Lately we have started to plan our cycling route, which makes the whole thing that much more real, exciting and scary. I know we are not embarking on our journey for another year, but researching the route gives us something to look forward to. Especially in these times of Corona when our movements are restricted. I am still holding on to a sliver of hope that I could go to Finland for a couple of weeks in mid-August. But at the moment I’d still have to quarantine for two weeks on arrival. Not much point in going if I can’t see anyone.
I have used the maps from EuroVelo to plan our route. The website is great for anyone planning to cycle in Europe and has made finding an ideal route a lot easier. Read on to find out what the first leg of our journey looks like with a focus on The Nordic Countries.
(Those who know me well, know that one of my pet peeves is when Finland is classified as one of the Scandinavian countries. Because it isn’t!)
Norway – The Journey Begins
Our journey begins in Norway, from a place called Nordkapp (North Cape). Initially, we had planned to begin our journey from Kinnarodden, which is the northernmost point of Europe. But when I researched Kinnarodden, it turns out it is not accessible by bike. To reach it would require hiking through some very demanding terrain, and according to a website for visitors to the area, it would take 10-12 hours on a good day. So we are leaving visiting Kinnarodden for another time. The journey will demand enough without a 46 kilometer hike to kick-start it.
The northern parts of Norway and Finland are ideal places for catching the midnight sun. We will begin our journey around the 21st August which means we will miss the best of the midnight sun experience but hopefully we will also miss the worst of the mosquitoes. If you ever have visited northern Europe in the summer, you will know that mosquitoes are a tiny but persistent pain in the backside. But hopefully, by the end of August, most of them will have disappeared.
From Nordkapp we will follow the EuroVelo 11 route to the Finnish border. Many people choose either the coastal route of Norway or cycling through Sweden when doing the north to south Europe ride, but there was no way we could bypass Finland. It gives me a chance to show Justin more of the beauty that is Finland.
Cycling Through Finland
We cross into Finland at the small town of Karigasniemi. From there we head slightly east before heading south and taking in some beautiful Lapland scenery with lakes and hills and forests. There are a range of routes we could take to reach the south of Finland, but we will cycle along the coast from Kemi to my hometown Raahe. There we will have a rest for a few days at hotel mum and dad.
When cycling in Finland (especially if it is a once-in-a-lifetime thing), I would definitely recommend cycling through central/south-east of Finland with its thousands of lakes. This is why from Raahe we will head to Jyväskylä and then south towards Helsinki.
My sister has a summer cottage about an hour from Helsinki. We will stop there for a couple of nights to rest our wary muscles in their wood sauna. There is nothing better for relaxing an aching body than the gentle heat of a wood sauna and a dip in the cold sea water. She blogs about their cottage life and you visit the blog here. Even if you cannot read a word of Finnish, her pictures are beautiful.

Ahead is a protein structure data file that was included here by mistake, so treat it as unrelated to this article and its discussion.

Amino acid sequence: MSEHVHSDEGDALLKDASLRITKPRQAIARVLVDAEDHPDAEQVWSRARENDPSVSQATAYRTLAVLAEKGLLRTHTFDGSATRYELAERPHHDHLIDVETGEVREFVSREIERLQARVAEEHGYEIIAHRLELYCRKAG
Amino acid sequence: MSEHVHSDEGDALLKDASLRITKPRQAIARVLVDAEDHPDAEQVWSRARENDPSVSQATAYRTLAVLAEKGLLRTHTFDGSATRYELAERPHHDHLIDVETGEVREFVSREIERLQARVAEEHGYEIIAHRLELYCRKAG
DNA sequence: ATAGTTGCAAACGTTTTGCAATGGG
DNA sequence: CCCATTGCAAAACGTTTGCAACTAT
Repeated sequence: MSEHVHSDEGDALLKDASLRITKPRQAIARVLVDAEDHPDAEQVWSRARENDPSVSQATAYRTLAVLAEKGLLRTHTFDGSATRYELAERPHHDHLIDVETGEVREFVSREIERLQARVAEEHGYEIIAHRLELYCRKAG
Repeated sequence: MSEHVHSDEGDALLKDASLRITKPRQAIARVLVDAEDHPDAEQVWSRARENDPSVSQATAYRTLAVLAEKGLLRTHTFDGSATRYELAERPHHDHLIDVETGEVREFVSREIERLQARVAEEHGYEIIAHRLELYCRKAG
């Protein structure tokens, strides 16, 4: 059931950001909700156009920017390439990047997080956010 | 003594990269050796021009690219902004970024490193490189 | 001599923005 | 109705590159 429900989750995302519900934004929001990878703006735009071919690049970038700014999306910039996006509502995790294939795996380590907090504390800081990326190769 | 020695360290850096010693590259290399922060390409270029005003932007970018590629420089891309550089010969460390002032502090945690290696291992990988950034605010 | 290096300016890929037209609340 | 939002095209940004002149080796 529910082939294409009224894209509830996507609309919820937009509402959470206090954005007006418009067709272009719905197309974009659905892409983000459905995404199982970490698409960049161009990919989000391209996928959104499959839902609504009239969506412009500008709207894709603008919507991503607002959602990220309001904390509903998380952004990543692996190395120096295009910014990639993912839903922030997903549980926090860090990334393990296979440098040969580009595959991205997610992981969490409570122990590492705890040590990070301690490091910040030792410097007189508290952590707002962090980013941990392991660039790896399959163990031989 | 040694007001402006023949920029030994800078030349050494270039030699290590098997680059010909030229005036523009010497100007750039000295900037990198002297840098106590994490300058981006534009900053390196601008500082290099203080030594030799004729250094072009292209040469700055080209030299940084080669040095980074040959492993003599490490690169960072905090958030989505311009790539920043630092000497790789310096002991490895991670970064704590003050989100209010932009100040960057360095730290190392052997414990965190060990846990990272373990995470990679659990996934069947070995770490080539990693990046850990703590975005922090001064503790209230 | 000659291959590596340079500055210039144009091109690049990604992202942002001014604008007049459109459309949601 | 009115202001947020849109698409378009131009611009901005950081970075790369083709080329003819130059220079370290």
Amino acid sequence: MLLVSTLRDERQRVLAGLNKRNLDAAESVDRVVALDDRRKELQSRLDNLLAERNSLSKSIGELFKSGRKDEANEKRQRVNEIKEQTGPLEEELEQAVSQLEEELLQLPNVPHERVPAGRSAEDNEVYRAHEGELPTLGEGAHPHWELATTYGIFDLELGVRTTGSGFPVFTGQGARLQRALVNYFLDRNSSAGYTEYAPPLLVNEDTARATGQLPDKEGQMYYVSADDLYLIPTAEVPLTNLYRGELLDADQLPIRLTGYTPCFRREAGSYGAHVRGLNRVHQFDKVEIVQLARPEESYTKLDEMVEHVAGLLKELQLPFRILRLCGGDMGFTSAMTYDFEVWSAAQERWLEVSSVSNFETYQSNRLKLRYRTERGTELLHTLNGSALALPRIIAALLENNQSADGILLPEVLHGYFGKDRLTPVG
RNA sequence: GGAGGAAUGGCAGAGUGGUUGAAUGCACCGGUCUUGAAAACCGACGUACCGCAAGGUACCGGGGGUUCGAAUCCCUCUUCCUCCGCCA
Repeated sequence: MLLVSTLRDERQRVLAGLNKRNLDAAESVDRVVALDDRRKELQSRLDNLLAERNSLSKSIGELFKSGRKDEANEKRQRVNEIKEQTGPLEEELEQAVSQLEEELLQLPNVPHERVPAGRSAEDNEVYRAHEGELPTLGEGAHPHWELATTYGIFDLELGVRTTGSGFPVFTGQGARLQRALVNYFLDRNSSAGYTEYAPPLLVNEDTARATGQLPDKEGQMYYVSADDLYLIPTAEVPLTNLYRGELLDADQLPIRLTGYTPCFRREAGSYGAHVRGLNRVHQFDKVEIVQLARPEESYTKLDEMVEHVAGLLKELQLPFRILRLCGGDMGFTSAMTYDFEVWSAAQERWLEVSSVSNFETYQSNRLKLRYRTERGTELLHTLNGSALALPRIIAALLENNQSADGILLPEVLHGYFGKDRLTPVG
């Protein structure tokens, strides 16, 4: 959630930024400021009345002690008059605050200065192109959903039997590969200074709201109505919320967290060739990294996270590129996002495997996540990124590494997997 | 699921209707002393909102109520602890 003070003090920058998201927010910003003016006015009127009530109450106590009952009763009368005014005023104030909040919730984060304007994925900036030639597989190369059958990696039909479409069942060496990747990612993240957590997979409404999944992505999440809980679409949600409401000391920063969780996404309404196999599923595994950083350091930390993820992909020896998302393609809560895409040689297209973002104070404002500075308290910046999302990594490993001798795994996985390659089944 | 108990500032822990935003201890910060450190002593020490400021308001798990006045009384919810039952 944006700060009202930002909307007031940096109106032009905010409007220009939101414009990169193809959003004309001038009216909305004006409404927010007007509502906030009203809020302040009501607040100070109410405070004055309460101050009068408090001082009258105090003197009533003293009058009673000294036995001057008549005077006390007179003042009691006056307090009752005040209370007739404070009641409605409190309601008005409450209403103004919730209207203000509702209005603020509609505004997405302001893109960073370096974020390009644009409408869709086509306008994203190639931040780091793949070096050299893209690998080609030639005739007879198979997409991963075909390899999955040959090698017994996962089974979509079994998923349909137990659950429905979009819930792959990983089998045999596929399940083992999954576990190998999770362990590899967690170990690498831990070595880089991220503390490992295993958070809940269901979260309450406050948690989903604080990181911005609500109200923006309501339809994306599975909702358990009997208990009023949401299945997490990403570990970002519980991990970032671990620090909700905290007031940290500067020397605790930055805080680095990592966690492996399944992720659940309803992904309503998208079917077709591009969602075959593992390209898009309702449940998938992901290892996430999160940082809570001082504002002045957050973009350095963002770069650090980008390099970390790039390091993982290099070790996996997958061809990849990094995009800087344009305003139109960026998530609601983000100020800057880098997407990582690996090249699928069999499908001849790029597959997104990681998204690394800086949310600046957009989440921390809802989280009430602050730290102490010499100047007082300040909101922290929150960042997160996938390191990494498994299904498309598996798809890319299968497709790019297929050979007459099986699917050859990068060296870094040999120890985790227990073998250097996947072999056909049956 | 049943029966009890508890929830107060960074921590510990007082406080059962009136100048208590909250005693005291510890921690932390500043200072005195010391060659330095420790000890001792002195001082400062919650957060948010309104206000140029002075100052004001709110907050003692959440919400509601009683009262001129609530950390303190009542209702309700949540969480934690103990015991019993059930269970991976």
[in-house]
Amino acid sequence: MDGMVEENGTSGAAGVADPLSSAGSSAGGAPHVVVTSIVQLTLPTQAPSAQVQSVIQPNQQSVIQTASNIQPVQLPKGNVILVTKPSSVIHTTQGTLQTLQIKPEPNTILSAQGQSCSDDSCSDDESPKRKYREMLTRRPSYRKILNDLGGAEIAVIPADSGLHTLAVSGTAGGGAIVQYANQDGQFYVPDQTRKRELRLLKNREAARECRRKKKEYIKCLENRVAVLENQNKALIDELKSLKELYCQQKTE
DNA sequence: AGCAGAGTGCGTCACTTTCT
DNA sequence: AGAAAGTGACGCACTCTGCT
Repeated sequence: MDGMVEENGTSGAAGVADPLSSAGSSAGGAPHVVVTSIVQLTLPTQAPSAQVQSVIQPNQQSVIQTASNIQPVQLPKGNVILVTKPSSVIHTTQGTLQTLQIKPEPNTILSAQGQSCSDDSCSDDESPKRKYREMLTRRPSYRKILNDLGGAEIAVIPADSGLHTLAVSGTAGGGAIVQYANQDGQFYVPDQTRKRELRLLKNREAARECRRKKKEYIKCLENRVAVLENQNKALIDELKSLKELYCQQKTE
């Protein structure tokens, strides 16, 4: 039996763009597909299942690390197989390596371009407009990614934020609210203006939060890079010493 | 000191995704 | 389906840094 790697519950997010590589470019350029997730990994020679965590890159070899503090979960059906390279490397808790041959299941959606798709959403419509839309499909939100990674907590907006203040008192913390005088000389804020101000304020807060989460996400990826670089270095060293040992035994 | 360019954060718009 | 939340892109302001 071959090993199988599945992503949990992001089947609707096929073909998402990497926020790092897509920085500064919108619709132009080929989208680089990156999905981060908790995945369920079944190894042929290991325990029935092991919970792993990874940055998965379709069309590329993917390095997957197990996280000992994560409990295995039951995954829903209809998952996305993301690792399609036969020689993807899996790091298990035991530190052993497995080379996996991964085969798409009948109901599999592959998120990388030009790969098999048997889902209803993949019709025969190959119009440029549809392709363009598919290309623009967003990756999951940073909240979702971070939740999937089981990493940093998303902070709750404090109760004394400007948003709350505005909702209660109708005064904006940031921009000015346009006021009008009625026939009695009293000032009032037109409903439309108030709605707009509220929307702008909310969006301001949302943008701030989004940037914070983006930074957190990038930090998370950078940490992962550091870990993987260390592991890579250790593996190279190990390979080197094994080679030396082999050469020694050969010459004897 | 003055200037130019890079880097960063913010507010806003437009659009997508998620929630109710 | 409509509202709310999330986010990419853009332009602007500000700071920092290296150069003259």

After a good rest, we will take a ferry from Turku, the former capital of Finland, to Sweden.
The ferry will take us to Stockholm. From there we will take either EuroVelo 10 or head slightly west and join Route 7. The first option would take us along the southeastern coast of Sweden all the way to Malmo. The second option would take us across to the west coast and via Goteborg. Both options are very appealing.
We are looking forward to this part of the journey, whichever route we take. Justin has never been to Sweden and I have never been further south than Stockholm, so I’m really looking forward to exploring the area. According to Visit Sweden we can expect picturesque landscapes as well as lush forests combined with a majestic coastline. Sounds good to me!
Cycling through Sweden will also give me the chance to practice my very rusty Swedish. It is actually the second official language of Finland and everyone has to learn it at school. I studied Swedish for ten years, but since living in the UK, I have not used it. As a result, I have forgotten most of it. It is a shame, really, so will have to brush up on it before we go.
Denmark – The Last Nordic Country on Our Cycling Route
Depending on the route we take after Stockholm, we will cross to Denmark either from Malmo or from Helsingborg. Once in Denmark, I want to stop in Copenhagen for a couple of nights. I have heard so much about this city from friends that we cannot possibly pass this opportunity to explore it.
Sadly, we will only have time to explore a mere fraction of what Copenhagen has to offer, but if we kept stopping too long in places, it would probably take us a year to do this ride.
Our aim, for the record, is to do it in about three months. Many experienced cyclists do it in just over two months, so I think three months will be realistic for us. Well, for me, I’m sure Justin could do it in a shorter time.
From Copenhagen Route 10 leads us along the coastlines all the way to Germany. From there we will switch between EuroVelo routes, this time for Route 13, known as The Iron Curtain Trail.
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Until next time.
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